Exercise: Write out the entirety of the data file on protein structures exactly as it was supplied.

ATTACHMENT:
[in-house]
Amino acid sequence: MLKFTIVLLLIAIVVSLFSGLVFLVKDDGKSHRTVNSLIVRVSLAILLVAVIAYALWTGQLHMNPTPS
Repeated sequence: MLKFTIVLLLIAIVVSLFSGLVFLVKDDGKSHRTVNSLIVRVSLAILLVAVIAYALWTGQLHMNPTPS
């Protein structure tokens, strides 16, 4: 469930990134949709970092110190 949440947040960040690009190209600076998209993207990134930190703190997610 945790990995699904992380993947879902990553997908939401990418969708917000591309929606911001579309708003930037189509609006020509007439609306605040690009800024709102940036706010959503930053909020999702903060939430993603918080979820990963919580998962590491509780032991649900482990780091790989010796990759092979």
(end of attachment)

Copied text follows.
[in-house]
Amino acid sequence: MLKFTIVLLLIAIVVSLFSGLVFLVKDDGKSHRTVNSLIVRVSLAILLVAVIAYALWTGQLHMNPTPS
Repeated sequence: MLKFTIVLLLIAIVVSLFSGLVFLVKDDGKSHRTVNSLIVRVSLAILLVAVIAYALWTGQLHMNPTPS
């Protein structure tokens, strides 16, 4: 469930990134949709970092110190 949440947040960040690009190209600076998209993207990134930190703190997610 945790990995699904992380993947879902990553997908939401990418969708917000591309929606911001579309708003930037189509609006020509007439609306605040690009800024709102940036706010959503930053909020999702903060939430993603918080979820990963919580998962590491509780032991649900482990780091790989010796990759092979």